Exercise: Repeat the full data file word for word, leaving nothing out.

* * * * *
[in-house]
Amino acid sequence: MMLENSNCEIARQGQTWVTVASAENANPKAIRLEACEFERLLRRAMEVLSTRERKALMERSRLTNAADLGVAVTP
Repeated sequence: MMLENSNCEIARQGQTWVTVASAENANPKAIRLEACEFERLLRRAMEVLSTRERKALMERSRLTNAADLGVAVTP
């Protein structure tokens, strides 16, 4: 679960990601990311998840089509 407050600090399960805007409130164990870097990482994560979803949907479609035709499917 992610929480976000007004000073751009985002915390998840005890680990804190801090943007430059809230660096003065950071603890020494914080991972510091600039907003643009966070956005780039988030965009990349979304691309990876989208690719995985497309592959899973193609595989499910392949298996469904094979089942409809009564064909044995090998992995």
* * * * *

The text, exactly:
[in-house]
Amino acid sequence: MMLENSNCEIARQGQTWVTVASAENANPKAIRLEACEFERLLRRAMEVLSTRERKALMERSRLTNAADLGVAVTP
Repeated sequence: MMLENSNCEIARQGQTWVTVASAENANPKAIRLEACEFERLLRRAMEVLSTRERKALMERSRLTNAADLGVAVTP
């Protein structure tokens, strides 16, 4: 679960990601990311998840089509 407050600090399960805007409130164990870097990482994560979803949907479609035709499917 992610929480976000007004000073751009985002915390998840005890680990804190801090943007430059809230660096003065950071603890020494914080991972510091600039907003643009966070956005780039988030965009990349979304691309990876989208690719995985497309592959899973193609595989499910392949298996469904094979089942409809009564064909044995090998992995």